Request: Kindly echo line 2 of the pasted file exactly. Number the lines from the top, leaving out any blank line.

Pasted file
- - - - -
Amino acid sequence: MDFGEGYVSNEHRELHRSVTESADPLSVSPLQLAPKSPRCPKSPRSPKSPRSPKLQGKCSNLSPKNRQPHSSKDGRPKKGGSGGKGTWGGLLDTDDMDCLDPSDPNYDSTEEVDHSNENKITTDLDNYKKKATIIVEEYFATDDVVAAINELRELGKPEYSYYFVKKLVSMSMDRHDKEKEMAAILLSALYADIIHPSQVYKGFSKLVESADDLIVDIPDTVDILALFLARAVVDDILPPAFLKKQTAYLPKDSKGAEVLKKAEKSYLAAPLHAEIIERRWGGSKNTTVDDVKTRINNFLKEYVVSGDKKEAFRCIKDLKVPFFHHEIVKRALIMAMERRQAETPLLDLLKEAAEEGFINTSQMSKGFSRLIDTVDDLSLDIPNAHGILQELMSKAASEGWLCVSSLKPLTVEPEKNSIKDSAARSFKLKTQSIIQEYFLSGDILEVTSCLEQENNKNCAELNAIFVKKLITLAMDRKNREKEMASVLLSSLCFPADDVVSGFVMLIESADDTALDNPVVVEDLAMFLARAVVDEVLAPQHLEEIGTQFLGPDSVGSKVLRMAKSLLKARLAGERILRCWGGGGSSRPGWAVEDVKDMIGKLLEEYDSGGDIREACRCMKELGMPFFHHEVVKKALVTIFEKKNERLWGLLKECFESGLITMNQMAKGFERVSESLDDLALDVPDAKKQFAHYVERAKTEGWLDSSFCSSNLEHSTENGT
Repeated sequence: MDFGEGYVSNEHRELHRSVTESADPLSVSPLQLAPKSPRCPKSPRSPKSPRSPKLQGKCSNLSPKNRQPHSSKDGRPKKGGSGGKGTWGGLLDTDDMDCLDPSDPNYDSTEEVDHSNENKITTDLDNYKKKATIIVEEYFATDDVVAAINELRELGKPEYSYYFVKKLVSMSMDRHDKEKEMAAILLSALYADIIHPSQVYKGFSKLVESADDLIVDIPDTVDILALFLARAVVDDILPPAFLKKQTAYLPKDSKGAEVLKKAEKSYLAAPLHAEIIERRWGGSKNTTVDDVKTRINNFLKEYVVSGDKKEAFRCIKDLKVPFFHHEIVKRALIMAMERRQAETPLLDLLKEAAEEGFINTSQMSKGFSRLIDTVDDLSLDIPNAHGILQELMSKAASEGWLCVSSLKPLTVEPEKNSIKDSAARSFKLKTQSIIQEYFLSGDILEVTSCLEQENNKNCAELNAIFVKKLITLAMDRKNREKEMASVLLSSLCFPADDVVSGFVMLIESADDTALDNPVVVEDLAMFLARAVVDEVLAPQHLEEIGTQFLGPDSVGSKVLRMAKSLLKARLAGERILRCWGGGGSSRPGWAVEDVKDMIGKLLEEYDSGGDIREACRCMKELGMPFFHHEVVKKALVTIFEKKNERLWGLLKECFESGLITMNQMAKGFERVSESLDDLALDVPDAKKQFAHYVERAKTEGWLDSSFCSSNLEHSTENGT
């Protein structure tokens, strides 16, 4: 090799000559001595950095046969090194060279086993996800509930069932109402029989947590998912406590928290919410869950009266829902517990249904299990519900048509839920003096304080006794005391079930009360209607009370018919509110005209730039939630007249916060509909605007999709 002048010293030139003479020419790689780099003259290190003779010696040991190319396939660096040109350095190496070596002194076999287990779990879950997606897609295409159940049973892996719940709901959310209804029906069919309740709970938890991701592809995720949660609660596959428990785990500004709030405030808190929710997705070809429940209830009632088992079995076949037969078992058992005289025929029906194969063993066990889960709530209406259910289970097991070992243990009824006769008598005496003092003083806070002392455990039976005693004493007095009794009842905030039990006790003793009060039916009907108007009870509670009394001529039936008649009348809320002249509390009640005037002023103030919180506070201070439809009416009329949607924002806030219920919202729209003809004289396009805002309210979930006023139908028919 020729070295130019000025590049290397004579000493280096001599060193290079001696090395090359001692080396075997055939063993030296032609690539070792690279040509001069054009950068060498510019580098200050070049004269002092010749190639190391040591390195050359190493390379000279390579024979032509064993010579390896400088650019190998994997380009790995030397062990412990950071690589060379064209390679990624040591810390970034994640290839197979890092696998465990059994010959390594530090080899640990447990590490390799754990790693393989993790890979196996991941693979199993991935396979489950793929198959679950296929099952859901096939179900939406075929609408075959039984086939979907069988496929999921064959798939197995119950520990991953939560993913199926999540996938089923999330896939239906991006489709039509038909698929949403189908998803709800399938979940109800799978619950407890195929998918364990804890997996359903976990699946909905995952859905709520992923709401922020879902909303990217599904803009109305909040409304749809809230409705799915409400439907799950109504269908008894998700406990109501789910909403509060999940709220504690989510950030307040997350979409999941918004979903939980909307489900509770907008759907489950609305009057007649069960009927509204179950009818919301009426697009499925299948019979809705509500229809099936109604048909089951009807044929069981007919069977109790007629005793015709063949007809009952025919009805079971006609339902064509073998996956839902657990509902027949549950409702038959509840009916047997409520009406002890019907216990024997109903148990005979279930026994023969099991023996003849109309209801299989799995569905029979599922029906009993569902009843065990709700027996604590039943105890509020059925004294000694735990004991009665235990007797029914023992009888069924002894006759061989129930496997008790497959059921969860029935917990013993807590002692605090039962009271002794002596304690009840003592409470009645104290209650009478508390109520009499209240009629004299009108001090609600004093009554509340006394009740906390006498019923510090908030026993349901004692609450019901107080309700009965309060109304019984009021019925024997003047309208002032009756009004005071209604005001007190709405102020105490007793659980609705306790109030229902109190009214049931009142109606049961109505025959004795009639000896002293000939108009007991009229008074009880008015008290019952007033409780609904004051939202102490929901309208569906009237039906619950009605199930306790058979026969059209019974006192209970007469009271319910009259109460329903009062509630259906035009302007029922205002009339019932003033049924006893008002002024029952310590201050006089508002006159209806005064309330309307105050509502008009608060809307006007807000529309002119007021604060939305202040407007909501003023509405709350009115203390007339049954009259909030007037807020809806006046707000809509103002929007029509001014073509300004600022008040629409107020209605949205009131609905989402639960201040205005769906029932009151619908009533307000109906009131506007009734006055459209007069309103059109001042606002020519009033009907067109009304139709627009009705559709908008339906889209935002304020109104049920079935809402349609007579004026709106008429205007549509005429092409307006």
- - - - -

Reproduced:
Repeated sequence: MDFGEGYVSNEHRELHRSVTESADPLSVSPLQLAPKSPRCPKSPRSPKSPRSPKLQGKCSNLSPKNRQPHSSKDGRPKKGGSGGKGTWGGLLDTDDMDCLDPSDPNYDSTEEVDHSNENKITTDLDNYKKKATIIVEEYFATDDVVAAINELRELGKPEYSYYFVKKLVSMSMDRHDKEKEMAAILLSALYADIIHPSQVYKGFSKLVESADDLIVDIPDTVDILALFLARAVVDDILPPAFLKKQTAYLPKDSKGAEVLKKAEKSYLAAPLHAEIIERRWGGSKNTTVDDVKTRINNFLKEYVVSGDKKEAFRCIKDLKVPFFHHEIVKRALIMAMERRQAETPLLDLLKEAAEEGFINTSQMSKGFSRLIDTVDDLSLDIPNAHGILQELMSKAASEGWLCVSSLKPLTVEPEKNSIKDSAARSFKLKTQSIIQEYFLSGDILEVTSCLEQENNKNCAELNAIFVKKLITLAMDRKNREKEMASVLLSSLCFPADDVVSGFVMLIESADDTALDNPVVVEDLAMFLARAVVDEVLAPQHLEEIGTQFLGPDSVGSKVLRMAKSLLKARLAGERILRCWGGGGSSRPGWAVEDVKDMIGKLLEEYDSGGDIREACRCMKELGMPFFHHEVVKKALVTIFEKKNERLWGLLKECFESGLITMNQMAKGFERVSESLDDLALDVPDAKKQFAHYVERAKTEGWLDSSFCSSNLEHSTENGT